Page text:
Microsoft has knocked it out of the park with Visual Studio Code. I’ve seen a lot of positive feedback for it, even on one of the forums I read that isn’t related to programming or devs or IT Operations. For my purposes I’ve recently started using it for Powershell. And I wanted to share some of what I’ve found using the Visual Studio Code Powershell extension.
To get started you can download the latest version here.
It’s that easy to install
As you can see there are a ton of other extensions. Another interesting one is the Stack Overflow Search, allowing you to search Stack Overflow directly from Visual Studio Code.
Editing Your Code
Naturally the first thing I did was drop one of the biggest scripts I have into the editor. The extension found some issues with my SCOM Distributed Applications script.
It found several variables that I had declared and never get used, oops. It nags for aliases, which is actually fantastic. I’ve seen a broader push lately to stop using aliases. The reason for this being, the next person that comes along to read your code may not be familiar with the aliases you are using. Thanks to it finding these problems, I’ve since fixed them all.
If you forget a comma from parameters, it notes it like Powershell ISE does. However, it also turns your file a different color giving you the error count next to the filename.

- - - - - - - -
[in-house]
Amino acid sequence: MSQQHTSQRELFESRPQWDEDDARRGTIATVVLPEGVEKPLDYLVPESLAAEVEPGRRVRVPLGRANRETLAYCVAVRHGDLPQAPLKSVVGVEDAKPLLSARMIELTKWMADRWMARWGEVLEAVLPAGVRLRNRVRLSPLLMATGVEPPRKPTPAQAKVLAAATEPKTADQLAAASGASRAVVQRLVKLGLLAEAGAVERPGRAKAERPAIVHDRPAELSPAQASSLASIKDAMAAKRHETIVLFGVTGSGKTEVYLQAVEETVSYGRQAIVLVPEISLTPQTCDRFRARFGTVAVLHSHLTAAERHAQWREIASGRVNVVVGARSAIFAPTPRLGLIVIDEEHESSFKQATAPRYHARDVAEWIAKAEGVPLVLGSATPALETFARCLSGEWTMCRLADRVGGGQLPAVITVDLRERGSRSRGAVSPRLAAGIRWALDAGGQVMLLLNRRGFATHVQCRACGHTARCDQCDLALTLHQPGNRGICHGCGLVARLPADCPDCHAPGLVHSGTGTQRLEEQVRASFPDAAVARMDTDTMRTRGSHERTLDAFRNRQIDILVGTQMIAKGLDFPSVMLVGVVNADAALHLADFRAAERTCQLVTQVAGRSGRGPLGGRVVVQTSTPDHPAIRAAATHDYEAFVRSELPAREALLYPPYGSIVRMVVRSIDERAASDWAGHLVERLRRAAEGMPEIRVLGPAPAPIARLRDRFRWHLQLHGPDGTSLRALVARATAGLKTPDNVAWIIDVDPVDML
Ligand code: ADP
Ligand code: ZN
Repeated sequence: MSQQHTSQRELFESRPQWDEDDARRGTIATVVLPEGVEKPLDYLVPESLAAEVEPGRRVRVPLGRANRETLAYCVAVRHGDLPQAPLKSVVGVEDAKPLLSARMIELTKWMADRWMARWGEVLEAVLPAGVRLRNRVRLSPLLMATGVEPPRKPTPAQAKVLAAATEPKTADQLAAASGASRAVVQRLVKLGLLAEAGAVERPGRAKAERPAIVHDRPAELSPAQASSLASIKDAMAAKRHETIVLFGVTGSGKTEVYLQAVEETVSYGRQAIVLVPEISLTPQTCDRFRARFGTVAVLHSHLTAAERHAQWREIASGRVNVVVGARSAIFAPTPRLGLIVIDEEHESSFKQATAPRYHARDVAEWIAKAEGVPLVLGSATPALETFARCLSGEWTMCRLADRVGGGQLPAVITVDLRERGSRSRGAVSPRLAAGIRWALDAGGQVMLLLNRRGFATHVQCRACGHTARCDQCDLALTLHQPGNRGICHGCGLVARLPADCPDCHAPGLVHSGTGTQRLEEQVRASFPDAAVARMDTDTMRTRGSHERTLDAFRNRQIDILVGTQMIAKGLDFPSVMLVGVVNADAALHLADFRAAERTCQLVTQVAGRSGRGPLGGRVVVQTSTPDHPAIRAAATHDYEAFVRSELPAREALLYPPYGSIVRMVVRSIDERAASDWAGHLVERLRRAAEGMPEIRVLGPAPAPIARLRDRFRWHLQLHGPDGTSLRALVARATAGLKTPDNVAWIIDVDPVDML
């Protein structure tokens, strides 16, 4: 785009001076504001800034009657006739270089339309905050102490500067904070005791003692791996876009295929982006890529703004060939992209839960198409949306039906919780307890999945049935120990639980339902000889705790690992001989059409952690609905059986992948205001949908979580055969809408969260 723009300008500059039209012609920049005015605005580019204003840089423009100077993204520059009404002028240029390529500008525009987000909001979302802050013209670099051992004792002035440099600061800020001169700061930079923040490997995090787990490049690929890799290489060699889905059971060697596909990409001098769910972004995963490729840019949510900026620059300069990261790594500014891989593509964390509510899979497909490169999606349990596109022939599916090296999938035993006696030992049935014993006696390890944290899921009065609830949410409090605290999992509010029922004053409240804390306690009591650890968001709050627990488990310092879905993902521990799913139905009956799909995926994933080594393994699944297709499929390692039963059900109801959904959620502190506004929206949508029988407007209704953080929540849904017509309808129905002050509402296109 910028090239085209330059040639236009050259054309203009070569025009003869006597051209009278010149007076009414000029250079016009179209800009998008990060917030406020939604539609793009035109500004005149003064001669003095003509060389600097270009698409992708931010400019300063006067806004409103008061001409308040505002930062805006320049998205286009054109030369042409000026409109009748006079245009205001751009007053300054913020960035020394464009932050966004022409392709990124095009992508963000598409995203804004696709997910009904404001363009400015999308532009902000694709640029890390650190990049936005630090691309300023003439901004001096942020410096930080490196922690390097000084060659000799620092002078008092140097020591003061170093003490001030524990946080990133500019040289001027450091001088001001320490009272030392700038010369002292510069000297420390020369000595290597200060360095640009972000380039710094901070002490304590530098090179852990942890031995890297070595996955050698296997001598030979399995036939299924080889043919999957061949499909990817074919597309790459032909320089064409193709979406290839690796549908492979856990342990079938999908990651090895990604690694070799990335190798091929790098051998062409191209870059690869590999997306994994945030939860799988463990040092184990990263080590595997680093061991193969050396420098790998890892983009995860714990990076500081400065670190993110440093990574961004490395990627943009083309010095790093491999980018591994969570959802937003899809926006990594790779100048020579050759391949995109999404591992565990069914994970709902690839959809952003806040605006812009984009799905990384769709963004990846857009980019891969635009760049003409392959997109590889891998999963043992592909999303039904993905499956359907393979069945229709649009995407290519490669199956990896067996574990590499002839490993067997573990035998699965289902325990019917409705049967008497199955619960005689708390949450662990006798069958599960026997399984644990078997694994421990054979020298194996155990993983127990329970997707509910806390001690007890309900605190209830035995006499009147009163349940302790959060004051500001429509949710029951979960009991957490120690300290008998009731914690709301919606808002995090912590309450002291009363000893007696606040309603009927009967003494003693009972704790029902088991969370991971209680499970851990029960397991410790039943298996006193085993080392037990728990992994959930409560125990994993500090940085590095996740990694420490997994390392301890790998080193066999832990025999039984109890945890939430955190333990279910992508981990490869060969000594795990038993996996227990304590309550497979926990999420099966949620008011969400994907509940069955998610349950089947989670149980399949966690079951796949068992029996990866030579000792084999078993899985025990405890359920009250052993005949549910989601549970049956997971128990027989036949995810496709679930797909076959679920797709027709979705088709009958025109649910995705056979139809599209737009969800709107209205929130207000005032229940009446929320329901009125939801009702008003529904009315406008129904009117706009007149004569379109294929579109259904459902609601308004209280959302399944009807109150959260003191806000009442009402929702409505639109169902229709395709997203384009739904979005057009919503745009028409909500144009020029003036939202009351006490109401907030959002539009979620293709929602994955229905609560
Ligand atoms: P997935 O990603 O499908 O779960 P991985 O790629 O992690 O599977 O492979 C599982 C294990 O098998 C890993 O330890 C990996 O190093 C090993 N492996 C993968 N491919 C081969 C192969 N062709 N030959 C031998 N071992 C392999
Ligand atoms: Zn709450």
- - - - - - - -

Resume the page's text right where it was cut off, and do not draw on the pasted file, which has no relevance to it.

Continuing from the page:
The Intellisense feels faster than Powershell ISE. I have no empirical evidence for this, but I do know sometimes in Powershell ISE I have to stop typing, erase and start typing again to get Intellisense to pop up. So far this hasn’t happened to me in Visual Studio Code.
Source Control and Themes
Two things Visual Stuio Code has over Powershell ISE is integration into multiple source control providers, in fact you can integrate into multiple at the same time.
And lastly themes, just typing themes into the extensions section brings up a ton of themes you can select.
One sad thing is, currently neither the Azure Automation ISE Module or the Service Management Automation ISE Module work in Visual Studio Code. I foresee myself writing the bulk of my automation in VS Code and then transferring over to Powershell ISE to test in Azure Automation or SMA.
All in all I really like the Visual Studio Code Powershell extension, it probably has way more than I need right now, but it is a definite upgrade over Powershell ISE.
Hi, I’m Billy York. I’m a Consultant at Microsoft, former Cloud and Datacenter Management MVP, specializing in monitoring and automation. Here you’ll find posts about AzureMonitor, LogAnalytics, System Center Operations Manager, Powershell, Hyper-V, Azure Automation, Azure Governance and other Microsoft related technologies.